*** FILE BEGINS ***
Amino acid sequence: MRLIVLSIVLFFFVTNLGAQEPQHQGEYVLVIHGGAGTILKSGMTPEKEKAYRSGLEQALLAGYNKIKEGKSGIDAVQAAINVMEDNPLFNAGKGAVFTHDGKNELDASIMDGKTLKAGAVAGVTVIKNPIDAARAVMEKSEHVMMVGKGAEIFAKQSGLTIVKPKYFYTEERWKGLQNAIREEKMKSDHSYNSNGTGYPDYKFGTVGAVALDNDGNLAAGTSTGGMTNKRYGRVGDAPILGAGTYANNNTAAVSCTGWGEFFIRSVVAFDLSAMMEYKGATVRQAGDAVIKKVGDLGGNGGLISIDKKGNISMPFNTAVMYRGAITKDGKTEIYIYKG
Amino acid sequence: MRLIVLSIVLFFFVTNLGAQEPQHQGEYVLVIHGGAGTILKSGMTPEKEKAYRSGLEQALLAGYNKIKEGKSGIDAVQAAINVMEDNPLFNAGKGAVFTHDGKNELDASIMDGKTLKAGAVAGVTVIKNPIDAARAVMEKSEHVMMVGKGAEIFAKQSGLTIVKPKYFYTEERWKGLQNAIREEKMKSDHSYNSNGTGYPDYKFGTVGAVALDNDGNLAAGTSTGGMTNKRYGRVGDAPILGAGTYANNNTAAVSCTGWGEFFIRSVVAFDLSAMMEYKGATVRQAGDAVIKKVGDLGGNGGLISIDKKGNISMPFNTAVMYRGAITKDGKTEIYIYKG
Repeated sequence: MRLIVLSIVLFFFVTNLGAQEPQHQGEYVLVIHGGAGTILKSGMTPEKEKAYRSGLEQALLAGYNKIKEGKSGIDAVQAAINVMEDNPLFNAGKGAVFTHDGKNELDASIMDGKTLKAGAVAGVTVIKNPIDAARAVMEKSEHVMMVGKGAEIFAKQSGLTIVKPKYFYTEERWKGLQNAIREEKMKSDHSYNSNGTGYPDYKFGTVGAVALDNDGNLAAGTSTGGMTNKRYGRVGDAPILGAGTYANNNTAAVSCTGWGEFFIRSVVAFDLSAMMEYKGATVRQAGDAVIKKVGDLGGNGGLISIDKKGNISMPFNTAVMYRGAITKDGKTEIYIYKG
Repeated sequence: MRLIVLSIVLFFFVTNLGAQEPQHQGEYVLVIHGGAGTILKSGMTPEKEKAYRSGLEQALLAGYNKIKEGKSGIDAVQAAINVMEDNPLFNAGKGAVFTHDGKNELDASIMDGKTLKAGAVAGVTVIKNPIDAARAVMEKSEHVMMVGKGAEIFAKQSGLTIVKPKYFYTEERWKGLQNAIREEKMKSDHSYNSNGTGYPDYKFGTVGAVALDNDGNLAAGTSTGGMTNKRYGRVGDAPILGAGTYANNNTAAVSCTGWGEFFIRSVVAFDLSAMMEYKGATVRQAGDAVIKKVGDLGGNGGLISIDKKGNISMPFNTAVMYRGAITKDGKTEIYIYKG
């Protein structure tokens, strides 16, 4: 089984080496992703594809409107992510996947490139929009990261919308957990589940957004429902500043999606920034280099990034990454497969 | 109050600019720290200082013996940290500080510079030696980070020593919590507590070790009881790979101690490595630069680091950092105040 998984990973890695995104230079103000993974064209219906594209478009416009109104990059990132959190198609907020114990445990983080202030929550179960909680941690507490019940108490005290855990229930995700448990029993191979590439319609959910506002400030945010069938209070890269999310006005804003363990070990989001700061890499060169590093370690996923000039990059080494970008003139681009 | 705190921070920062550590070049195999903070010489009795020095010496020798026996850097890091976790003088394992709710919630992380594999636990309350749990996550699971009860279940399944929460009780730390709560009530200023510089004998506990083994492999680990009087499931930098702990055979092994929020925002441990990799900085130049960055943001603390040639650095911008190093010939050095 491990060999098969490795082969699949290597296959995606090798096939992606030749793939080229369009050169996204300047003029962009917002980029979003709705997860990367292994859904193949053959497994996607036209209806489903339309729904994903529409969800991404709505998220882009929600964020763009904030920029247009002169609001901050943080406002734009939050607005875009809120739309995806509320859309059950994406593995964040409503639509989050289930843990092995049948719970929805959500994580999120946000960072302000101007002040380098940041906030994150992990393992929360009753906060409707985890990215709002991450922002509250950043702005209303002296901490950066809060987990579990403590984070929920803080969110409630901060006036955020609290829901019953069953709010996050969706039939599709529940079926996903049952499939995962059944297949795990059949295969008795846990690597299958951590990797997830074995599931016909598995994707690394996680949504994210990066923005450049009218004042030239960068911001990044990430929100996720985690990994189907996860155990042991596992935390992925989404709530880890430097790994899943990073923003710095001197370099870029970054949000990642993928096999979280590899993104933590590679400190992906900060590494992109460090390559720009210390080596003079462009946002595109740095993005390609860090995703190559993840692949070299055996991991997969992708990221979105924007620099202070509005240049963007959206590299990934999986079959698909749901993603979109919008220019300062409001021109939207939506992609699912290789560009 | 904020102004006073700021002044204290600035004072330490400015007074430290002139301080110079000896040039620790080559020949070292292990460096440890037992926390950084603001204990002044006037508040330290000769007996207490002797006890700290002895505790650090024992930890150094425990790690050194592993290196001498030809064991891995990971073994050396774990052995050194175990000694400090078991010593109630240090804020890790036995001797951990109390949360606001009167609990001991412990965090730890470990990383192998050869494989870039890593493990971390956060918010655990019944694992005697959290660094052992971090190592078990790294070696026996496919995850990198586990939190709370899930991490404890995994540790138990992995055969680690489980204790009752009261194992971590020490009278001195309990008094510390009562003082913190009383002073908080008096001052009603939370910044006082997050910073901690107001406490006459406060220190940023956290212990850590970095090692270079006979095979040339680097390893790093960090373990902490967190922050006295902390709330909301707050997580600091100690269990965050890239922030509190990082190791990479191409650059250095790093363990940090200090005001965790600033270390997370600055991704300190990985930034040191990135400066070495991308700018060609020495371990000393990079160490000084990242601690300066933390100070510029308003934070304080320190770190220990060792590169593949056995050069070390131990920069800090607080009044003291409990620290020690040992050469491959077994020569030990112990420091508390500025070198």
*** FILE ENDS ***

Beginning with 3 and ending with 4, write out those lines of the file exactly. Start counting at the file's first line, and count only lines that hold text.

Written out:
Repeated sequence: MRLIVLSIVLFFFVTNLGAQEPQHQGEYVLVIHGGAGTILKSGMTPEKEKAYRSGLEQALLAGYNKIKEGKSGIDAVQAAINVMEDNPLFNAGKGAVFTHDGKNELDASIMDGKTLKAGAVAGVTVIKNPIDAARAVMEKSEHVMMVGKGAEIFAKQSGLTIVKPKYFYTEERWKGLQNAIREEKMKSDHSYNSNGTGYPDYKFGTVGAVALDNDGNLAAGTSTGGMTNKRYGRVGDAPILGAGTYANNNTAAVSCTGWGEFFIRSVVAFDLSAMMEYKGATVRQAGDAVIKKVGDLGGNGGLISIDKKGNISMPFNTAVMYRGAITKDGKTEIYIYKG
Repeated sequence: MRLIVLSIVLFFFVTNLGAQEPQHQGEYVLVIHGGAGTILKSGMTPEKEKAYRSGLEQALLAGYNKIKEGKSGIDAVQAAINVMEDNPLFNAGKGAVFTHDGKNELDASIMDGKTLKAGAVAGVTVIKNPIDAARAVMEKSEHVMMVGKGAEIFAKQSGLTIVKPKYFYTEERWKGLQNAIREEKMKSDHSYNSNGTGYPDYKFGTVGAVALDNDGNLAAGTSTGGMTNKRYGRVGDAPILGAGTYANNNTAAVSCTGWGEFFIRSVVAFDLSAMMEYKGATVRQAGDAVIKKVGDLGGNGGLISIDKKGNISMPFNTAVMYRGAITKDGKTEIYIYKG